Inside Look: The Austin Motel

An offbeat Texas original gets a stylish refresh—and stays wonderfully weird

Photo: Nick Simonite

When news broke last year that the Dean family, who’ve owned and operated the Austin Motel since 1993, were selling, locals were nervous. Would developers Greenfield Partners keep the funky spirit of the South Congress motor court? Yes, thankfully. The group tapped the talented Texas hotelier Liz Lambert—who has five additional properties in her portfolio, including two, Hotel San José and Hotel Saint Cecilia, within walking distance—to update and renovate the circa-1938 motor court. They also pledged to preserve the motel’s bulbous red-and-white neon sign—a popular photo-op for tourists and locals. “We tried to keep the casual feel and the playful spirit that have made the hotel special without being kitschy or theme-y,” Lambert says of the redesign. “Everything flowed from the sign and from the time periods [in the hotel’s history] that were meaningful to me—1930s for molding and detail, 1950s for color schemes, and 1980s for pop art. To be honest, we didn’t change all that much.”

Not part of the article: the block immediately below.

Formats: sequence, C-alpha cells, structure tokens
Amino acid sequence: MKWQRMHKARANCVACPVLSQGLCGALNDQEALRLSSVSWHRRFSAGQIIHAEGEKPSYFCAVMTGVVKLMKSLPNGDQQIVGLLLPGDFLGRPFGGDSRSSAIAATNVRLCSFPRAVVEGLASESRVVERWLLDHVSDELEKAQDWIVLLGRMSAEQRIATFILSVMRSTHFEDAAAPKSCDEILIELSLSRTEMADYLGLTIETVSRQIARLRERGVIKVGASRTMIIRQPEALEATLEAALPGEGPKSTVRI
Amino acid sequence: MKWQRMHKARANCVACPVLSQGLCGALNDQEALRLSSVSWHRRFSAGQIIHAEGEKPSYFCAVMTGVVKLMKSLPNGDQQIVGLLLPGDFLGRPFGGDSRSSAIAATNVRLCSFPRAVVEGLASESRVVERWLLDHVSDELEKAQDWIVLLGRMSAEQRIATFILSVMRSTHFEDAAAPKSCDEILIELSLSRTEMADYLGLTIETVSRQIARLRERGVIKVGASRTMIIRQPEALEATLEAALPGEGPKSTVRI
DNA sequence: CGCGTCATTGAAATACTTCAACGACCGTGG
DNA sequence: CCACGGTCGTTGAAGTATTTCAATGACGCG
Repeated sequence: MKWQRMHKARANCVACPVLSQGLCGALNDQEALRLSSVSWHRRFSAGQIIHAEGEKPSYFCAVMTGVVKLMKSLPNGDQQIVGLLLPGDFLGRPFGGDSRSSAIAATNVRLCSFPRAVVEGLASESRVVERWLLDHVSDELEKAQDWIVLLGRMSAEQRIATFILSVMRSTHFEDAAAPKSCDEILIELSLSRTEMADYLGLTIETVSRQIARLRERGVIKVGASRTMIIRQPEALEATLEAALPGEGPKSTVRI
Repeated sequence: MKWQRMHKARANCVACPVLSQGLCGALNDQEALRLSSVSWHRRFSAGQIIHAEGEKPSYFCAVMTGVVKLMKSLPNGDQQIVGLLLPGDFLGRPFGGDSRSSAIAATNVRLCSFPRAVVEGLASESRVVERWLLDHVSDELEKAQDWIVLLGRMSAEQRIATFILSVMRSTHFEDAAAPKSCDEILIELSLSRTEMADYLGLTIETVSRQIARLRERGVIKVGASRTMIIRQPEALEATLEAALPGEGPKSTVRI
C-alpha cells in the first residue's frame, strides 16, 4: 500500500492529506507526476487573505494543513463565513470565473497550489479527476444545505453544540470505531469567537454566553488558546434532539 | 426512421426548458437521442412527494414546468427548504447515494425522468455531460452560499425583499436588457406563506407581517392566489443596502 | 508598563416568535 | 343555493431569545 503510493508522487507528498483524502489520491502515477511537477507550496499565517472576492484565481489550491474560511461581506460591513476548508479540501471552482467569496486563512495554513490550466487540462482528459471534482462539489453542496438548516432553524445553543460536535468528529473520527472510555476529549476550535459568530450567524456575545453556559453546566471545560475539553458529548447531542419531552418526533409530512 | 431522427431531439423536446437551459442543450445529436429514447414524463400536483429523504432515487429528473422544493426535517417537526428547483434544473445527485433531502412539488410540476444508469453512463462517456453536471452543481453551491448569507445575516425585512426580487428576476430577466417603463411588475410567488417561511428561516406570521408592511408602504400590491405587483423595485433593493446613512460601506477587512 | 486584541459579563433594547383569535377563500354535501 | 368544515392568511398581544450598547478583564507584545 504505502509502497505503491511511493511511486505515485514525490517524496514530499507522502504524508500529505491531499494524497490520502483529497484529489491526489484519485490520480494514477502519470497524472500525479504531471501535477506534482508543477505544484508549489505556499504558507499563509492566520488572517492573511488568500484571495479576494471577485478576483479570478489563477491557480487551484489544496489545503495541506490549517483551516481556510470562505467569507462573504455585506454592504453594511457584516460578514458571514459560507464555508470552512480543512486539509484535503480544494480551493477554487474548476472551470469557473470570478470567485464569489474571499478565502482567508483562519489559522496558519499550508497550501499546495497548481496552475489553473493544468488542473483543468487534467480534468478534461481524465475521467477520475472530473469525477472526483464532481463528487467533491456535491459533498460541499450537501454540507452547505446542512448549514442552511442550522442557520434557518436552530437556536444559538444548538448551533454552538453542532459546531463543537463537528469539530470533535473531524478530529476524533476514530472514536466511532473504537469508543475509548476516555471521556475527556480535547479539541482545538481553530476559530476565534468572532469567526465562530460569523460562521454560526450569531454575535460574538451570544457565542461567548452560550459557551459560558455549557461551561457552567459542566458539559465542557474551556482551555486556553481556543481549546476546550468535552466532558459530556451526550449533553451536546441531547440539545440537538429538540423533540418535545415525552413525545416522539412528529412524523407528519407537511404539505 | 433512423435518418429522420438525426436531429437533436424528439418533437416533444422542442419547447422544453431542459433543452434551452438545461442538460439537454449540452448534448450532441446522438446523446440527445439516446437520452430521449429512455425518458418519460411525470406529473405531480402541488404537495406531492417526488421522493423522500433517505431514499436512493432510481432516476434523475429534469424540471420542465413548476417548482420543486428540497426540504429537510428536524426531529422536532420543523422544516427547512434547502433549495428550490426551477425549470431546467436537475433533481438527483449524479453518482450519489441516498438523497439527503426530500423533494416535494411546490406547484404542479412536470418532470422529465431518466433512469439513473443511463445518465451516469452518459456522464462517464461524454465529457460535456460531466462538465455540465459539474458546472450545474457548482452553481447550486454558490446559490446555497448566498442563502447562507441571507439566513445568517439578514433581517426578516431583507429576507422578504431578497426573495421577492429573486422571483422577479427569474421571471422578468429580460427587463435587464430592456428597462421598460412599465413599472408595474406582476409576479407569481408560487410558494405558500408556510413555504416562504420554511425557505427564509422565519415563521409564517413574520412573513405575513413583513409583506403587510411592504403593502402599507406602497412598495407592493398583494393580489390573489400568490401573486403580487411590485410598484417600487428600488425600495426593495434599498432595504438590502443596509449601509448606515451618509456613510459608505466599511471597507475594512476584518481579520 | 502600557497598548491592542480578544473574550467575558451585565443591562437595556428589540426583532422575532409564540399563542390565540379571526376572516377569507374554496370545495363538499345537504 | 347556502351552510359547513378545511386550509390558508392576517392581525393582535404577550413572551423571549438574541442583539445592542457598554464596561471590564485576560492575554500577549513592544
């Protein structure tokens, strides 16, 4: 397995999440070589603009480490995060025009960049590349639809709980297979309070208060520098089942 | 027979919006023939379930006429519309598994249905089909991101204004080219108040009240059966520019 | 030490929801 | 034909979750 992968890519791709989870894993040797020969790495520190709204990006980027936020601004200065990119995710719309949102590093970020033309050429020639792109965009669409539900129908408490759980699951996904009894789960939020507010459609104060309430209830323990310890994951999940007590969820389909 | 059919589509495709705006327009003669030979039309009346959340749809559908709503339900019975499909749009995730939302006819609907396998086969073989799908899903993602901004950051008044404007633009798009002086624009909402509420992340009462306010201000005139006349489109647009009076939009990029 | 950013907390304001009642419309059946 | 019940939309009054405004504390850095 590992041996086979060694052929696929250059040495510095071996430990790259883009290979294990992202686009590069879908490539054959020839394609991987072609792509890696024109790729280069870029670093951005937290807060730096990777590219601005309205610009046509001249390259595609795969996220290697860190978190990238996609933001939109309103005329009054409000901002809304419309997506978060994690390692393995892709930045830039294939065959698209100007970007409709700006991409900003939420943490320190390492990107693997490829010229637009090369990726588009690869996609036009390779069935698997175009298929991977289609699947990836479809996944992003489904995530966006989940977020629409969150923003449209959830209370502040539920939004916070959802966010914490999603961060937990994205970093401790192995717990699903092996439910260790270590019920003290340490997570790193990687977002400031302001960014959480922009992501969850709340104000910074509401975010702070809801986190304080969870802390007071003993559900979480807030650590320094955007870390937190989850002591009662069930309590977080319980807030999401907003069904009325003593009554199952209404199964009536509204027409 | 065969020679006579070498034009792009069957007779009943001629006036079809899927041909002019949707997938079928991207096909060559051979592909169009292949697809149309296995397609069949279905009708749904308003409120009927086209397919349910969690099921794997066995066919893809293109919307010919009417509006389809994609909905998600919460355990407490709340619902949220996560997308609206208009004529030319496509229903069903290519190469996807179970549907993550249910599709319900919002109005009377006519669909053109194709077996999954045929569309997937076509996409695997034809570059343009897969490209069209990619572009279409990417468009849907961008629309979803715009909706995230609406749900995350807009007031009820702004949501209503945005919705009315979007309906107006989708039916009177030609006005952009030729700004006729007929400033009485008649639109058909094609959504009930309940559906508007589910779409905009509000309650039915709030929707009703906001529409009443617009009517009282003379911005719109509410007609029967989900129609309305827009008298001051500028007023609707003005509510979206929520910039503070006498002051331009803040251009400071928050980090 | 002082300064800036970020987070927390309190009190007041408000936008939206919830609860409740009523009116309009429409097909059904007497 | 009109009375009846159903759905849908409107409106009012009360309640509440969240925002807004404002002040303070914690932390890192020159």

Photo: Nick Simonite

A guest room.

Click here to see photos of the newly renovated Austin Motel.

Before the revamp, each of the motel’s forty-one rooms was done up in a different style. Lambert streamlined the look with white linens and walls and red vinyl-tufted beds, inspired by the motel’s iconic signage. In an homage to that eclectic design past, however, she lined one wall in each guestroom in a different funky wallpaper and added vintage art and silkscreen music posters. “We found this beautiful paper by Voutsa that pays perfect tribute to the legacy of the crazy walls that were beloved by everyone who’s ever stayed there,” Lambert says.

The property’s classic kidney-shaped pool remains, but new red-and-white midcentury-inspired lounge chairs and cheerful retro umbrellas cluster around the edge. When you need a break from the heat, cool off at the just-opened patio bar, Fine Foods, and sip on sangria or punch, such as the Ann Richards’ Revenge, made with rum, apricot syrup, and pineapple and lime juices. At Jo’s Burger Box, adjacent to the motel, order an all-American burger with fries or onion rings. (There’s a veggie burger option, too. This is Austin.) Forgot your pool float? Pop into Bodega, the lobby-meets-general store, and pick up an inner tube or fill a cooler with drinks and snacks to take back to your room.

Photo: Nick Simonite

The pool at the Austin Motel.

Or just relax and consider extending your stay. With rates as low as $125, an extra night at the Austin Motel won’t break the bank.

>Click here to see photos of the newly renovated Austin Motel.